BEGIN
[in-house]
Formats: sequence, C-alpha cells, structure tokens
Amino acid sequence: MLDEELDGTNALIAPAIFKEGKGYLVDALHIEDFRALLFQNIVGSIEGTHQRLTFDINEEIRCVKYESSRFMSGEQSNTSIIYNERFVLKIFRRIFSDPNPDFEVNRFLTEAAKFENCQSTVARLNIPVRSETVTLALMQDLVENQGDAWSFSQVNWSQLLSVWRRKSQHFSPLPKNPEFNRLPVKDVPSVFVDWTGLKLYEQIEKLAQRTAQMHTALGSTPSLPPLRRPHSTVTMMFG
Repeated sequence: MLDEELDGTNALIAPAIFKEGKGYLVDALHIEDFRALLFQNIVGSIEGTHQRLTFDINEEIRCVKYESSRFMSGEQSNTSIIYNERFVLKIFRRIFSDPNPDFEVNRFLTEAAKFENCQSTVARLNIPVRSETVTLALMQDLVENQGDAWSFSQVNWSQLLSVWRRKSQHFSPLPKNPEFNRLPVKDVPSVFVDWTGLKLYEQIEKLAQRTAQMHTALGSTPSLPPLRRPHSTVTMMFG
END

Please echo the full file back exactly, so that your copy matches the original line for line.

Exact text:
[in-house]
Formats: sequence, C-alpha cells, structure tokens
Amino acid sequence: MLDEELDGTNALIAPAIFKEGKGYLVDALHIEDFRALLFQNIVGSIEGTHQRLTFDINEEIRCVKYESSRFMSGEQSNTSIIYNERFVLKIFRRIFSDPNPDFEVNRFLTEAAKFENCQSTVARLNIPVRSETVTLALMQDLVENQGDAWSFSQVNWSQLLSVWRRKSQHFSPLPKNPEFNRLPVKDVPSVFVDWTGLKLYEQIEKLAQRTAQMHTALGSTPSLPPLRRPHSTVTMMFG
Repeated sequence: MLDEELDGTNALIAPAIFKEGKGYLVDALHIEDFRALLFQNIVGSIEGTHQRLTFDINEEIRCVKYESSRFMSGEQSNTSIIYNERFVLKIFRRIFSDPNPDFEVNRFLTEAAKFENCQSTVARLNIPVRSETVTLALMQDLVENQGDAWSFSQVNWSQLLSVWRRKSQHFSPLPKNPEFNRLPVKDVPSVFVDWTGLKLYEQIEKLAQRTAQMHTALGSTPSLPPLRRPHSTVTMMFG